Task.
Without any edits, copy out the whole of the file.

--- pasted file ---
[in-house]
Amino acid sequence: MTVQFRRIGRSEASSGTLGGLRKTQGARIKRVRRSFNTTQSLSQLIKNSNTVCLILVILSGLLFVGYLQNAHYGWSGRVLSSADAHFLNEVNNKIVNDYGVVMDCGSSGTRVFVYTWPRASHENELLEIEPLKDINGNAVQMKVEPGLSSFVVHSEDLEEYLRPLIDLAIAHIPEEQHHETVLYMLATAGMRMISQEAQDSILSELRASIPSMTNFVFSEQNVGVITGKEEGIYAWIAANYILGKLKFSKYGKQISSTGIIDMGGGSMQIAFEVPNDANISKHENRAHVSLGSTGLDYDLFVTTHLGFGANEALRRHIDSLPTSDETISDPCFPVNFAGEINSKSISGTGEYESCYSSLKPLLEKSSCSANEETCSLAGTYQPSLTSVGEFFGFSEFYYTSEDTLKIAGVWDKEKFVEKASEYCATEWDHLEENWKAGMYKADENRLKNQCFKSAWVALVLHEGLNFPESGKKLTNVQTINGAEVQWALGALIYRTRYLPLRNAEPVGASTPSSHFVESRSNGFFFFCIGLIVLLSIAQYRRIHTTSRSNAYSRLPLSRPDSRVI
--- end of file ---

[in-house]
Amino acid sequence: MTVQFRRIGRSEASSGTLGGLRKTQGARIKRVRRSFNTTQSLSQLIKNSNTVCLILVILSGLLFVGYLQNAHYGWSGRVLSSADAHFLNEVNNKIVNDYGVVMDCGSSGTRVFVYTWPRASHENELLEIEPLKDINGNAVQMKVEPGLSSFVVHSEDLEEYLRPLIDLAIAHIPEEQHHETVLYMLATAGMRMISQEAQDSILSELRASIPSMTNFVFSEQNVGVITGKEEGIYAWIAANYILGKLKFSKYGKQISSTGIIDMGGGSMQIAFEVPNDANISKHENRAHVSLGSTGLDYDLFVTTHLGFGANEALRRHIDSLPTSDETISDPCFPVNFAGEINSKSISGTGEYESCYSSLKPLLEKSSCSANEETCSLAGTYQPSLTSVGEFFGFSEFYYTSEDTLKIAGVWDKEKFVEKASEYCATEWDHLEENWKAGMYKADENRLKNQCFKSAWVALVLHEGLNFPESGKKLTNVQTINGAEVQWALGALIYRTRYLPLRNAEPVGASTPSSHFVESRSNGFFFFCIGLIVLLSIAQYRRIHTTSRSNAYSRLPLSRPDSRVI